As shown in FIG. 2, a hydraulically controlled squeezed mechanism, broadly denoted by the numeral 50, controls the size of the outlet 48 and the side squeeze or pressure applied on the mass of materials between the outlet and the rear face of the plunger 19. The squeeze mechanism 50 applies inwardly directed squeeze force to an inwardly and outwardly moveable top rail 52 (see FIG. 2) and a pair of side rails 54 (only one such side rail being illustrated in FIG. 1). In its preferred form, the baler also has a bottom rail (not shown) that is moveable inwardly and outwardly with respect to the baling chamber for applying controllable amounts of squeeze pressure from the bottom of the machine so that pressure is actually applied from all four sides of the bale case. See also U.S. Pat. No. 5,735,199.

A suitable knotter and tying mechanism (not shown) is preferably provided for binding bales of the crop material before they issue from the outlet 48. Knotting needles 56 (see FIG. 1) suspended below the baling chamber 18 may comprise a part of such mechanism, as well understood by those skilled in the art.

As apparent from the foregoing description, the baler has numerous operating components that require driving power. These include the plunger 19, the pickup 20, the stuffer 24, the swing cylinder 32, the stub augers 38,40, the squeeze mechanism 50, and the knotter and knotting needles 56. Such driving power may be provided through a power take-off shaft (not shown) on the towing vehicle and a mechanical drive line (not shown) carried by the tongue 26. Alternatively, as contemplated by the illustrated embodiment, the source of driving power may be an onboard internal combustion engine and other apparatus all supported by the chassis 12 so that, except for certain controls, all of the operating and drive components for the baler are carried on the baler itself.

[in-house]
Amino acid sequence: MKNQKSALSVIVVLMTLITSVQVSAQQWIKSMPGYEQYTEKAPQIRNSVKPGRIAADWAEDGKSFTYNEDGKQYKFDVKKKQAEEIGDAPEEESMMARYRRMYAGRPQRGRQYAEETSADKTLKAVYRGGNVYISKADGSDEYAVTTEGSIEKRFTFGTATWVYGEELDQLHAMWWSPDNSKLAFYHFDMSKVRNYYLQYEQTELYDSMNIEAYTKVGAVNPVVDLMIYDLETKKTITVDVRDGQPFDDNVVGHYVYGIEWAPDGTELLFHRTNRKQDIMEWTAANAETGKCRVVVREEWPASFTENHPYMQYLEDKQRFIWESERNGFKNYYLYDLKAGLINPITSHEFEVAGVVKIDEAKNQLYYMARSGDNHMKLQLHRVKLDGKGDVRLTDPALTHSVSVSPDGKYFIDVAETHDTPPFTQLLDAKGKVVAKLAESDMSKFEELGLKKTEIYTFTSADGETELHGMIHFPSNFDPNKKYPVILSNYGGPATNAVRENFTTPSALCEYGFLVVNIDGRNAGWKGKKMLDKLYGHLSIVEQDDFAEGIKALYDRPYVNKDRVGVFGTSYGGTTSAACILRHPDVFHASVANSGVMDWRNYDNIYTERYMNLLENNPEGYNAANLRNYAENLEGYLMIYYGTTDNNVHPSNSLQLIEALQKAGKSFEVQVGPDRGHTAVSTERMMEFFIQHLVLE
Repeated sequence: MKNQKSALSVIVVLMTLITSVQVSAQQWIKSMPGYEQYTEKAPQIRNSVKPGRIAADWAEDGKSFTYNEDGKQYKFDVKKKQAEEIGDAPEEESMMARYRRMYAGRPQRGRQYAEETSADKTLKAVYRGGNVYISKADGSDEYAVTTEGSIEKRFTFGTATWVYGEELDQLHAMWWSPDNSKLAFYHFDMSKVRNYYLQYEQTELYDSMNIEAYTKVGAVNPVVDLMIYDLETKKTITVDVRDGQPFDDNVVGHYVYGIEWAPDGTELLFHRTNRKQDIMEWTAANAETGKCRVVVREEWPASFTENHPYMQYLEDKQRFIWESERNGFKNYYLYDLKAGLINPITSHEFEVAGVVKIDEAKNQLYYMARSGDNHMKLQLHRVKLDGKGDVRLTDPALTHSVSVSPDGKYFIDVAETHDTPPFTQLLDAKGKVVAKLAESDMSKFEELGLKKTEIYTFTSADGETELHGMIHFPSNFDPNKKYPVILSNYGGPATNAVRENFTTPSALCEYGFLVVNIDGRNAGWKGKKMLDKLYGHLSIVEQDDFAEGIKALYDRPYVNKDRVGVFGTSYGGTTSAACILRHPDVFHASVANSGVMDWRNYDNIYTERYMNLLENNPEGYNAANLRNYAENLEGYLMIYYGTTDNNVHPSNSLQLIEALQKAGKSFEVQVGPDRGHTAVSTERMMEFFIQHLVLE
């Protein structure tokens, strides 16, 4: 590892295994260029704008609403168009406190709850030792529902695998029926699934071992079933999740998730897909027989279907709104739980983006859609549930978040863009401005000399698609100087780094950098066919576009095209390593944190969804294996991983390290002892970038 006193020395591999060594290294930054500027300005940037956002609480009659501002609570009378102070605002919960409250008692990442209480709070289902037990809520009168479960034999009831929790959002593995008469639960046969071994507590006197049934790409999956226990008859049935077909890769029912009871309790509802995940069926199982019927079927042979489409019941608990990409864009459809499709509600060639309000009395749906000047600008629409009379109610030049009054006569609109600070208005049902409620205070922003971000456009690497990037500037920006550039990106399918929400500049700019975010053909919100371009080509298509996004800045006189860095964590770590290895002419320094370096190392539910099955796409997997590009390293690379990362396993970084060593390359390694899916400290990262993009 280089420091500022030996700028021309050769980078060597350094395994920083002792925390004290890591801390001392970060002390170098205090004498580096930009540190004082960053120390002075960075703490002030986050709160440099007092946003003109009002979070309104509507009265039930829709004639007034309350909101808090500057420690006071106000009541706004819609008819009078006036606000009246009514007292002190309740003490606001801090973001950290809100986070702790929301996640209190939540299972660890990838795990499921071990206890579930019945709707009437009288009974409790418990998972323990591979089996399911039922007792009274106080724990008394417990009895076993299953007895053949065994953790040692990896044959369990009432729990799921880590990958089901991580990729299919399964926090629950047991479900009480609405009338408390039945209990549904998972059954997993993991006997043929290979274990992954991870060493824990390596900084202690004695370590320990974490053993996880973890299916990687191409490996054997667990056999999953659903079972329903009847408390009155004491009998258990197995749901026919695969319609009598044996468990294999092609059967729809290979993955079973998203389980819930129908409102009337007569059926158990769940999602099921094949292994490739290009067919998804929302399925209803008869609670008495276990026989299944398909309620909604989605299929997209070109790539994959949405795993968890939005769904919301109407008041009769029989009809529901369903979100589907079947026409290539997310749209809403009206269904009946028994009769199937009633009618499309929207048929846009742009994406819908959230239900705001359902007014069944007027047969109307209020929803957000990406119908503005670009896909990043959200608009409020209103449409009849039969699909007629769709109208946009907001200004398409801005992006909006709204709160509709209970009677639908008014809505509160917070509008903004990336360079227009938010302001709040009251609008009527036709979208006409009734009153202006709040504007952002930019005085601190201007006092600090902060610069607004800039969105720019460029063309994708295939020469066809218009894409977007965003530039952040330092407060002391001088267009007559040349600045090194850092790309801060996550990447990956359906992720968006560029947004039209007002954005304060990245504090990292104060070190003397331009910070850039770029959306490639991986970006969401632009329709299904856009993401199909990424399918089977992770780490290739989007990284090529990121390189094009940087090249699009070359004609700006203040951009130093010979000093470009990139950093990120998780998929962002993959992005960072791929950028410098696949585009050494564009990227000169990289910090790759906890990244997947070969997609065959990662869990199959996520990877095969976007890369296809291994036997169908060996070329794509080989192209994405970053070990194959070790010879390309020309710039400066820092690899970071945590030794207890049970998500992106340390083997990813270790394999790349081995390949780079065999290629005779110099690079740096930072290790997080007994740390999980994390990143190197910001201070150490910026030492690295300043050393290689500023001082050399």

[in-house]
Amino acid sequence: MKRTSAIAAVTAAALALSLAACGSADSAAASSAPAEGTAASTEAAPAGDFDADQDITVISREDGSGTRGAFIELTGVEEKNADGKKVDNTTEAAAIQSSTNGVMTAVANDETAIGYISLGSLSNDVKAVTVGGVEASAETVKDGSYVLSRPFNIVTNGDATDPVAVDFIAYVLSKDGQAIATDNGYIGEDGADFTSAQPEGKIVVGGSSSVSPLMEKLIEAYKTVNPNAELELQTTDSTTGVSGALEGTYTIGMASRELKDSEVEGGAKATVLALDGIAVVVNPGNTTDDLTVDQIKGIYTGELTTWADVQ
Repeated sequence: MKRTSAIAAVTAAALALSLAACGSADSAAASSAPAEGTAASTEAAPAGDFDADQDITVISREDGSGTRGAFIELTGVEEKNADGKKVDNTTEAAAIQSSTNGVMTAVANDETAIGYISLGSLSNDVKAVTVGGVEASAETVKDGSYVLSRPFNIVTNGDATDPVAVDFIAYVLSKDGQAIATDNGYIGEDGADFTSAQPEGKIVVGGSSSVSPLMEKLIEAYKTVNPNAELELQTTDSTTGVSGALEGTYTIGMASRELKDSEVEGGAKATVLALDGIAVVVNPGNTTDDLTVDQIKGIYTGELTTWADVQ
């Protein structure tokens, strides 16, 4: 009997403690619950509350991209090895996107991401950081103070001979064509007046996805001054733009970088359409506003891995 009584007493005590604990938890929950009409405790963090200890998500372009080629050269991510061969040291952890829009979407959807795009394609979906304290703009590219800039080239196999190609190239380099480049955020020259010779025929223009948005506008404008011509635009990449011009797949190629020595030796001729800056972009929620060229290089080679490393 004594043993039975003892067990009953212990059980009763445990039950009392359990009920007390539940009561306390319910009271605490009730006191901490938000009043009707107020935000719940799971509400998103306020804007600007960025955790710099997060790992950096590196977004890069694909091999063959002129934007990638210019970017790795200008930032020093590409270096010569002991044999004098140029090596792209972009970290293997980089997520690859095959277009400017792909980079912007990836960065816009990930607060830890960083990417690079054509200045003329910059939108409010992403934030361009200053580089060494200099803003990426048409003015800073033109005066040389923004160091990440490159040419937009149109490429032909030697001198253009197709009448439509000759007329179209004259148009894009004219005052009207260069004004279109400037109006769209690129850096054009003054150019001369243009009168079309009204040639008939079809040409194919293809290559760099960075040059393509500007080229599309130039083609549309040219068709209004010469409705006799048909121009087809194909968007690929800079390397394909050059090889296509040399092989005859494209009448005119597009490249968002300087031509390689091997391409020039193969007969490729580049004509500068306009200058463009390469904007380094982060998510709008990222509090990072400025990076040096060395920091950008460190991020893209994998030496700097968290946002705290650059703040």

As shown in FIG. 2, an internal combustion engine 57 is mounted on the left side of the chassis forwardly of the wheel axle 13. The exhaust pipe 58 for the engine is shown in FIG. 1. The engine is drivingly connected to a hydraulic pump (not shown) which supplies oil under pressure to the various hydraulically powered components of the baler. Furthermore, the engine is drivingly coupled to a large flywheel sheave 60 connected to the front end of a gear box 62 (see FIG. 2). The gear box 62, in turn, provides mechanical driving power for the plunger 19, pickup 20, stuffer 24, stub augers 38, 40, and the knotting mechanism and needles 58.

With respect to the plunger 19, the gear box 62 has a transverse output shaft 64 that fixedly carries a pair of laterally spaced cranks 66 and 68. A pair of connecting rods 67 (only one of such rods shown in FIG. 1) are pivotally connected between the plunger 19 and respective ones of the cranks 66,68 for transferring the generally circular movement of the cranks to reciprocation of the plunger.